# Probit Regressions

A Probit regression is a statistical method for a best-fit line between a binary [0/1] outcome variable \(Y\) and any number of independent variables. Probit regressions follow a standard normal probability distribution and the predicted values are bounded between 0 and 1.

For more information about Probit, see Wikipedia: Probit.

## Keep in Mind

- The beta coefficients from a probit model are maximum likelihood estimations. They are not the marginal effect, as you would see in an OLS estimation. So you cannot interpret the beta coefficient as a marginal effect of \(X\) on \(Y\).
- To obtain the marginal effect, you need to perform a post-estimation command to discover the marginal effect. In general, you can ‘eye-ball’ the marginal effect by dividing the probit beta coefficient by 2.5.

# Implementations

## Gretl

```
# Load auto data
open auto.gdt
# Run probit using the auto data, with mpg as the outcome variable
# and headroom, trunk, and weight as predictors
probit mpg const headroom trunk weight
```

## Python

The **statsmodels** package has methods that can perform probit regressions.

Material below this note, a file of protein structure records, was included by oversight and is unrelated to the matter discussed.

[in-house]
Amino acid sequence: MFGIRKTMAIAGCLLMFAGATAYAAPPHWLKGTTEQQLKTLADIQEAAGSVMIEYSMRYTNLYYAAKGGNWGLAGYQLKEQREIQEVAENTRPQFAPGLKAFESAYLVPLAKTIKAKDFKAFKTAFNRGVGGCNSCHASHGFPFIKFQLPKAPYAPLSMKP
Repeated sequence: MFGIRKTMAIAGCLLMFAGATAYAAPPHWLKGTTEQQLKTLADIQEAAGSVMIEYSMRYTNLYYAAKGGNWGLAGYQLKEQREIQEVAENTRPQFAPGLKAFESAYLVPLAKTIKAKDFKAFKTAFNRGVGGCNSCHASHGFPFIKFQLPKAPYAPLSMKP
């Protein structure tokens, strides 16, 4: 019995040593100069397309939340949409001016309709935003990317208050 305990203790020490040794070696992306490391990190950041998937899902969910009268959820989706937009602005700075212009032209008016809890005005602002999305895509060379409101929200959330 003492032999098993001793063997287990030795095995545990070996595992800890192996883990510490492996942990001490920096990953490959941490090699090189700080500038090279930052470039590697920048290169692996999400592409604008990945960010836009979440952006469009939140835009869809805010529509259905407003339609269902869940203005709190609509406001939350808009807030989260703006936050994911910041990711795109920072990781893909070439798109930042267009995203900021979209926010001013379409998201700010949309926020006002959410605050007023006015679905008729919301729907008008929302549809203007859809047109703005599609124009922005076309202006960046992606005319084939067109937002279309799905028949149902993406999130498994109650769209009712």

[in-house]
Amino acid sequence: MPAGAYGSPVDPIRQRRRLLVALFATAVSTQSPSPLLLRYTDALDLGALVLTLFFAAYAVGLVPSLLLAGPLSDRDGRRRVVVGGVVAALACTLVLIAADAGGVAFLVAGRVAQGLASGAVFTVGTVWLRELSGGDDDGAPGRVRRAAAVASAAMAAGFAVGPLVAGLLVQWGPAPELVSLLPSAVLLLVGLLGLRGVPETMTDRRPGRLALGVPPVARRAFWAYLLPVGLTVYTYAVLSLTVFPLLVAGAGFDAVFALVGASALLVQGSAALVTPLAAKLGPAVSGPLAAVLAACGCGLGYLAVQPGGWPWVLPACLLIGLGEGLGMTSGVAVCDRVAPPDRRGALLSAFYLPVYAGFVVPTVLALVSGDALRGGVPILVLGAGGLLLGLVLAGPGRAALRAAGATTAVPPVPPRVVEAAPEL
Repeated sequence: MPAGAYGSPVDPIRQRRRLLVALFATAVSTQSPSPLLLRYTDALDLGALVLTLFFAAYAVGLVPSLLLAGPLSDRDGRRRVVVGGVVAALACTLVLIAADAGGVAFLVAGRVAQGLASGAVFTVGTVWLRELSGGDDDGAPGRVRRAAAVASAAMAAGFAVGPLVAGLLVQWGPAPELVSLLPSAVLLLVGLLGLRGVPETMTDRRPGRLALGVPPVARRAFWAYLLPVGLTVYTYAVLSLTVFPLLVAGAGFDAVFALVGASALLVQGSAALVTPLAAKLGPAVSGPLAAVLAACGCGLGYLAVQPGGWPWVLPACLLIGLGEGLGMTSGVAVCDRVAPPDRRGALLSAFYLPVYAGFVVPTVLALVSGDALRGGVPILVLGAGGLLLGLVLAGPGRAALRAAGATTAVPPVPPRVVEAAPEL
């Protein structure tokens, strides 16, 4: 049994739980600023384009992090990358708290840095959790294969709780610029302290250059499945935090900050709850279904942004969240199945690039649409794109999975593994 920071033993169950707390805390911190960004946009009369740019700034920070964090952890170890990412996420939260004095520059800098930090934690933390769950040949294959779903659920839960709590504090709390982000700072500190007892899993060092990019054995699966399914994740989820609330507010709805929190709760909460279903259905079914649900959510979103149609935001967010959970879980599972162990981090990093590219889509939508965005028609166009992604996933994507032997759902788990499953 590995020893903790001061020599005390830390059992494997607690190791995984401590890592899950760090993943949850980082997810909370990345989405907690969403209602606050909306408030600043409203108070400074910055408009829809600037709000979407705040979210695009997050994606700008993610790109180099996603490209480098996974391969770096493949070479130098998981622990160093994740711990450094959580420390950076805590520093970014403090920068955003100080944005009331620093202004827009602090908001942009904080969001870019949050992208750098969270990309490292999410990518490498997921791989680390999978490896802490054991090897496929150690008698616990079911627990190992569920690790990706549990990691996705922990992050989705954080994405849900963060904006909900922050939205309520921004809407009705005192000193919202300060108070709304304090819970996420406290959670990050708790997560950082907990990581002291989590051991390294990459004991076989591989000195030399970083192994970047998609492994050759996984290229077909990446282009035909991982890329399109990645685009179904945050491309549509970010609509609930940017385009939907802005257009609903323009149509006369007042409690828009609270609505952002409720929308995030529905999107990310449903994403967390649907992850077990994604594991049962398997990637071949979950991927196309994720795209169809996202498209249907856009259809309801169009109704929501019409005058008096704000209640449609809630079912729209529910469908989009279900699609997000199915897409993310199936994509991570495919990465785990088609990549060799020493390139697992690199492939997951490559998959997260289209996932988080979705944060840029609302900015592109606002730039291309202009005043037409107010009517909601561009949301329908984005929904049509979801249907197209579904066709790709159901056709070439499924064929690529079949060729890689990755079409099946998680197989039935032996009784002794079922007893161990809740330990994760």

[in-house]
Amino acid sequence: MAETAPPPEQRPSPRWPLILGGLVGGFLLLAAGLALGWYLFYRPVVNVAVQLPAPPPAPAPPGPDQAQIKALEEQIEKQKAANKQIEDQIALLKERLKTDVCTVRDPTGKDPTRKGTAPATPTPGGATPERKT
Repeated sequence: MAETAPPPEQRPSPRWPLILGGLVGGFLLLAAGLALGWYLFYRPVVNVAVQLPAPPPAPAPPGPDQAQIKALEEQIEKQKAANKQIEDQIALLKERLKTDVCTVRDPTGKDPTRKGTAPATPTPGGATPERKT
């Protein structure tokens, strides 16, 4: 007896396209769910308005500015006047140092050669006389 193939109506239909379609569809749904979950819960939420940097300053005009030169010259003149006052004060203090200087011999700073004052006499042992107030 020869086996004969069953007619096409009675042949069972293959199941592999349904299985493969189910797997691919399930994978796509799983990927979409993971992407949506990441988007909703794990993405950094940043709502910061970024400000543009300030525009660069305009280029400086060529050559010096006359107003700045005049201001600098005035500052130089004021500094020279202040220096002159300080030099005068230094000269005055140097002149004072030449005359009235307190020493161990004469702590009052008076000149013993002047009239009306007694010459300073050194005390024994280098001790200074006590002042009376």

```
# Use pip or conda to install pandas and statsmodels
import pandas as pd
import statsmodels.formula.api as smf
# Read in the data
df = pd.read_csv('https://vincentarelbundock.github.io/Rdatasets/csv/datasets/mtcars.csv',
index_col=0)
# Specify the model
mod = smf.probit('vs ~ mpg + cyl', data=df)
# Fit the model
res = mod.fit()
# Look at the results
res.summary()
# Compute marginal effects
marge_effect = res.get_margeff(at='mean', method='dydx')
# Show marginal effects
marge_effect.summary()
```

## R

R can run a probit regression using the `glm()`

function. However, to get marginal effects you will need to calculate them by hand or use a package. We will use the **mfx** package, although the **margins** package is another good option, which produces tidy model output.

```
# If necessary, install the mfx package
# install.packages('mfx')
# mfx is only needed for the marginal effect, not the regression itself
library(mfx)
# Load mtcars data
data(mtcars)
# Use the glm() function to run probit
# Here we are predicting engine type using
# miles per gallon and number of cylinders as predictors
my_probit <- glm(vs ~ mpg + cyl, data = mtcars,
family = binomial(link = 'probit'))
# The family argument says we are working with binary data
# and using a probit link function (rather than, say, logit)
# The results
summary(my_probit)
# Marginal effects
probitmfx(vs ~ mpg + cyl, data = mtcars)
```

## Stata

```
* Load auto data
sysuse auto.dta
* Probi Estimation
probit foreign mpg weight headroom trunk
* Recover the Marginal Effects (Beta Coefficient in OLS)
margins, dydx(*)
```